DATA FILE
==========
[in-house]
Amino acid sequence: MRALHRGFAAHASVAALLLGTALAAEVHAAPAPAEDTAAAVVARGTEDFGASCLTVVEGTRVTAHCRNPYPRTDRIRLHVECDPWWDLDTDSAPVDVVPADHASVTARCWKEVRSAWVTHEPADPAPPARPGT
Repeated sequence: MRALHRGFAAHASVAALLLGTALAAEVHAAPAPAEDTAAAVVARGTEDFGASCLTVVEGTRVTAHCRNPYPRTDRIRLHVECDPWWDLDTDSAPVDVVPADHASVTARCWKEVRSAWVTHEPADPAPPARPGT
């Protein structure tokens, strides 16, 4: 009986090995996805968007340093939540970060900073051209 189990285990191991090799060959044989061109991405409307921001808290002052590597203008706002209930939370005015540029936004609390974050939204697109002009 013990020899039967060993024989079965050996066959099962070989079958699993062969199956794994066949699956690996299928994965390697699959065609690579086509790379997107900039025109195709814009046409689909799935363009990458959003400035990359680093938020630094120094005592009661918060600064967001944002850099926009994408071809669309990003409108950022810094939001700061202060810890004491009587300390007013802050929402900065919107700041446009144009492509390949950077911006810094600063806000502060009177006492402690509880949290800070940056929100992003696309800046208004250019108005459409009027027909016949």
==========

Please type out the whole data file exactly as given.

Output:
[in-house]
Amino acid sequence: MRALHRGFAAHASVAALLLGTALAAEVHAAPAPAEDTAAAVVARGTEDFGASCLTVVEGTRVTAHCRNPYPRTDRIRLHVECDPWWDLDTDSAPVDVVPADHASVTARCWKEVRSAWVTHEPADPAPPARPGT
Repeated sequence: MRALHRGFAAHASVAALLLGTALAAEVHAAPAPAEDTAAAVVARGTEDFGASCLTVVEGTRVTAHCRNPYPRTDRIRLHVECDPWWDLDTDSAPVDVVPADHASVTARCWKEVRSAWVTHEPADPAPPARPGT
């Protein structure tokens, strides 16, 4: 009986090995996805968007340093939540970060900073051209 189990285990191991090799060959044989061109991405409307921001808290002052590597203008706002209930939370005015540029936004609390974050939204697109002009 013990020899039967060993024989079965050996066959099962070989079958699993062969199956794994066949699956690996299928994965390697699959065609690579086509790379997107900039025109195709814009046409689909799935363009990458959003400035990359680093938020630094120094005592009661918060600064967001944002850099926009994408071809669309990003409108950022810094939001700061202060810890004491009587300390007013802050929402900065919107700041446009144009492509390949950077911006810094600063806000502060009177006492402690509880949290800070940056929100992003696309800046208004250019108005459409009027027909016949």